Of geeks and nerdy things

Sep 20

marine-science:

Methods of coral restoration are being applied in many parts of the world, including Florida, Mozambique and the Caribbean islands. Fast growing, branching species are being reared by conservationists and scientists and used for “reef seeding” projects. 

"It sounds quite novel, but in fact its a science thats been around for about 30 years. One of the reasons why I’m drawn to it is because its a very active way to get people physically involved in protecting the ocean."

Photo credits: top, middle, second from bottom, bottom

Sep 20
standavis:

Manta Ray Manta ray getting cleaned by beccachan

standavis:

Manta Ray Manta ray getting cleaned by beccachan

Sep 20
Sep 20
Sep 20

markscherz:

Phelsuma pusilla Mertens, 1964

Distribution:

Phelsuma p. pusilla is widely distributed in eastern Madagascar. Phelsuma p. hallmanni is found only around Andasibe in eastern Madagascar.

Morphology & Colouration:

Phelsuma pusilla is a very small gecko species, reaching a maximum total length of 85-100 mm (100 mm in males of P. p. hallmanni). Like all Phelsuma species, these geckos have a strongly reduced first toe, round pupils, and lack claws. The tail is distinctly verticillated.

These geckos are dorsally green with red spots, although the spots are often lacking in females. There is an arrangement of these red spots on the snout similar to most species in the P. lineata clade. In P. p. hallmanni, one of these red spots forms a bar between and just anterior to the eyes, and the snout is often blue. These geckos possess a dark lateral stripe that is always noticeable. The tail can be teal or turquoise, and the ventral side is whitish. 

Habits:

These geckos are arboreal and diurnal. Phelsuma p. pusilla is frequently found on palms, banana plants, and in urban environments. It is less frequently encountered in rainforest. By contrast, P. p. hallmanni is found on trees at the edge of mid-altitude rainforest, and not on buildings, and is apparently rare.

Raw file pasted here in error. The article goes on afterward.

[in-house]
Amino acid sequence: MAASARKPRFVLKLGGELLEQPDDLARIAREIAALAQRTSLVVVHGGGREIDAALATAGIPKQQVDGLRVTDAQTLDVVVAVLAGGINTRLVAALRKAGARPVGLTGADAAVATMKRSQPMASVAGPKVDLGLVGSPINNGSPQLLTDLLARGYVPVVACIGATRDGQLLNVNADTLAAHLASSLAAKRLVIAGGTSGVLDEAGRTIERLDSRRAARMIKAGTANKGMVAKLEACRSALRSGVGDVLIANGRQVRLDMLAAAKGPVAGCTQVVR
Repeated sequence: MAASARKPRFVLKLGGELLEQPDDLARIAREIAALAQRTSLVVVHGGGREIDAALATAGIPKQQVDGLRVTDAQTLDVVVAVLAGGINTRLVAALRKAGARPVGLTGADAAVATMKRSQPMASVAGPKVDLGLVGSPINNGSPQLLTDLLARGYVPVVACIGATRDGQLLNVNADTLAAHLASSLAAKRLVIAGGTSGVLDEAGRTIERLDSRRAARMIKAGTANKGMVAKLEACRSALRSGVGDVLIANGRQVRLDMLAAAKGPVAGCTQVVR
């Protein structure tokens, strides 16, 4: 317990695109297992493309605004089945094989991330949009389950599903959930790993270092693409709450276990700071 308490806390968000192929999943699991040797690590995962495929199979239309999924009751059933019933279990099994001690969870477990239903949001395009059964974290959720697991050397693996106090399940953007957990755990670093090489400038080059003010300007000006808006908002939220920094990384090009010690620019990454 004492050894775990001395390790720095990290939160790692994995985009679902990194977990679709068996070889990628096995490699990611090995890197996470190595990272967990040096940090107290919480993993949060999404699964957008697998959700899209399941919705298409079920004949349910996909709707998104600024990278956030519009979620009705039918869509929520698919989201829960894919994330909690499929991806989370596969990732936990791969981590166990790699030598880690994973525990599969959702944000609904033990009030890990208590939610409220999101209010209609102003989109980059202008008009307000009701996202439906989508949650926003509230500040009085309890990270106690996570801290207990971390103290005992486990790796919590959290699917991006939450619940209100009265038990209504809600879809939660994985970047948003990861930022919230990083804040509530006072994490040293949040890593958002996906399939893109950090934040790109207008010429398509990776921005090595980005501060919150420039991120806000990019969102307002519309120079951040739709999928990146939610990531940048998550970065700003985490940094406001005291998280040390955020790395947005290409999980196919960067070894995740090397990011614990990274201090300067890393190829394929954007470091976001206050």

The juveniles of P. p. hallmanni are grey with lots of tiny blue/white spots, whereas those of P. p. pusilla are greenish.

Conservation Status:

Phelsuma pusilla is listed as Least Concern on the IUCN Red List, due to its apparently wide distribution and commonness. Phelsuma p. hallmanni may be rarer and more threatened because it is not found outside forests.

Taxonomy and Systematics:

Phelsuma pusilla belongs to the P. lineata group (Rocha et al. 2010), and is closest related to P. lineataP. kely, and P. comorensis. It possesses two subspecies, P. p. pusilla, and P. p. hallmanni, which have been described above.

Phylogeny:

Animalia-Chordata-Reptilia-Squamata-Gekkonidae-Phelsuma-P. pusilla

Photo is a male P. p. hallmanni, photographed by Henry Cook.

Click here to see more TaxonFiles!

References:

Glaw, F. and M. Vences. 2007. A Field Guide to the Amphibians and Reptiles of Madagascar. Köln, Germany

Rocha, S., H. Rösler, P.-S. Gehring, F. Glaw, D. Posada, D.J. Harris and M. Vences. 2010. Phylogenetic systematics of day geckos, genus Phelsuma, based on molecular and morphological data (Squamata: Gekkonidae). Zootaxa 2429:1-28

Sep 18

rneerkat:

rneerkat:

rneerkat:

what do boxes breath

boxygen

image

i stand corrected

Sep 18
marissagiersch:

justjenaynayy:

dolphinboy420:

i dont think i’ve ever been so frustrated

Orange you glad it’s not a banana 

it happened

marissagiersch:

justjenaynayy:

dolphinboy420:

i dont think i’ve ever been so frustrated

Orange you glad it’s not a banana

it happened
Sep 18
yung-barce:

Bill! Bill! Bill! Bill! BILL!

yung-barce:

Bill! Bill! Bill! Bill! BILL!

Sep 18

thomasthewhaler:

Guys, let me tell about this awesome lizard. Yes, this is a limbless lizard, not a snake.

This kid is Anguis fragilis (slow worm / blind worm) and it’s a lizard that I’ve known since a child, because we had to memorize it’s not a snake.

They are very helpful in gardens as they eat insects, they are harmless and stuff anf they can lose (and regrow) their tail in case they feel threatened.

They are amazing, but also a protected species, their numbers are decreasing a lot.

Oh yeah, they can grow up to 45-50 cm and they can live up to 30 years in the wild.

(You can go read up more of them on wiki as i am unable to translate all my Czech knowledge to english).

Sep 18